2011 01 02 More whales and yet more whales off South Shore Print E-mail
Written by Andrew Stevenson   


Elsa, Somers and I set our early to distribute more leaflets asking anyone who sees whales to report them to us at 777-7768 (77-SPOUT) or email us at This e-mail address is being protected from spambots, you need JavaScript enabled to view it

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The two girls were enthusiastic leaflet distributors

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Somers was an active participant, not only following Elsa, but also depositing her own leaflets

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The hilly terrain began to take its toll

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Somers falls asleep left and then tries to get out of the car when she realizes we are looking at whales

that Kelly Winfield spottted off Warwick Long Bay

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Somers soon recovers when she sees the whales and she's even happier when she gives away a DVD of "Where the Whales Sing" to Timothy, Tyler and Bryce Card who had been watching the whales for almost two hours

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Tim Card phones a friend who is out there fishing but hasn't seen the whales yet. Kelly Winfield behind him calls her friend. Later we went to Gibbs Lighthouse where we spotted two separate whales. Kelly showed up there and identified the whale she had seen soon after mid-day to five in the afternoon. It had hardly moved over five hours. She also saw a whale breach about six miles off shore. Meanwhile Christina Frost-Hartwig saw one or more whales from 2:00 until 5.00 and watched them (it) spout, swim, toss and breach in the waters to the left of, and beyond, the large white buoy off of Grape Bay (the one that marks the waste pipe) and to the right of Mr. Bridges boat mooring. She saw one breach at least 4 times. These whale(s) also stayed in more or less the same area for hours.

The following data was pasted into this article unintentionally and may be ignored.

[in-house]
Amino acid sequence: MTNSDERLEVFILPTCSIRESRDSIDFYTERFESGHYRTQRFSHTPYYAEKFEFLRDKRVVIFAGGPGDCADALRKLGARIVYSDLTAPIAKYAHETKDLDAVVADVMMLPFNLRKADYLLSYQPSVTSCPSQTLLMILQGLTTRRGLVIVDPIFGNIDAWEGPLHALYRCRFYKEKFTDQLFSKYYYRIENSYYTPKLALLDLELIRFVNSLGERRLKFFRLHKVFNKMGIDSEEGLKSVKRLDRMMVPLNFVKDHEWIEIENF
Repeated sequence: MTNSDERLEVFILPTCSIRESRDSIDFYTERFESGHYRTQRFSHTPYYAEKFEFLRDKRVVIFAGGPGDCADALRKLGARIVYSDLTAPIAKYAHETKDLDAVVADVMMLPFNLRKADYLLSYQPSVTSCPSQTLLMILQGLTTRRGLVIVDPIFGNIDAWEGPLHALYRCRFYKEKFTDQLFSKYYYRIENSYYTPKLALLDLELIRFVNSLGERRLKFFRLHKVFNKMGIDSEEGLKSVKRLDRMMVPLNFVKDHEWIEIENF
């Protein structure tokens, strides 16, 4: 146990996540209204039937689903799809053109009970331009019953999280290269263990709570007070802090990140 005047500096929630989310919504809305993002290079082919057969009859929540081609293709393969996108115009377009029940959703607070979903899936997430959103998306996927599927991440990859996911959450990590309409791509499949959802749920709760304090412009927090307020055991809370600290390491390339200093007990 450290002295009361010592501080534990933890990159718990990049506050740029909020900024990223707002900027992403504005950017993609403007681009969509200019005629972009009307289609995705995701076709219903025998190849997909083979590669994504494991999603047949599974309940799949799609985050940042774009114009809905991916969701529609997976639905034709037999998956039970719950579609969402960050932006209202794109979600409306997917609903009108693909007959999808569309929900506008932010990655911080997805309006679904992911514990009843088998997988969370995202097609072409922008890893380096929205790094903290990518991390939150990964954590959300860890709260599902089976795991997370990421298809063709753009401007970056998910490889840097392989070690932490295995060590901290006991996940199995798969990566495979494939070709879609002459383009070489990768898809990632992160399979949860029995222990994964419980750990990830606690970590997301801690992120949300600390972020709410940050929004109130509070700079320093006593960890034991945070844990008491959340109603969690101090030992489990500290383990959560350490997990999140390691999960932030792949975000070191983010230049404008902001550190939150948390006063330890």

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I thought Gibbs Lighthouse was closed until I heard Elsa's voice shouting at me from above. She, Somers and Annabel had climbed to the top and were looking for the whales

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Somers, Annabel and Elsa at the top of the Lighthouse and Somers trying to put a quarter into the binoculars for a closer look although how she expected to achieve this was beyond me, but not apparently, beyond her expectations.

So, once again, I'm left wondering who these whales are and what they are doing. One of them, on its own, was in 70-200 feet of water and blowing every 5-8 minutes and hardly moved its position over six hours. Resting? Singing? I don't believe it was feeding. The whale Christina saw was also in one area for some hours. I would guess its breaching was a communication signal to other whales in the area. As soon as I get a chance I'll see if we can hear the whales singing on the hydrophone although in the past we haven't heard them sing until the migration season in the spring. Odds are, these are primarily female whales. We know from research done in the winter breeding grounds in the Caribbean that the ratio of males to females is 4 to 1 while in the summer feeding grounds the ratio is 1 to 1.



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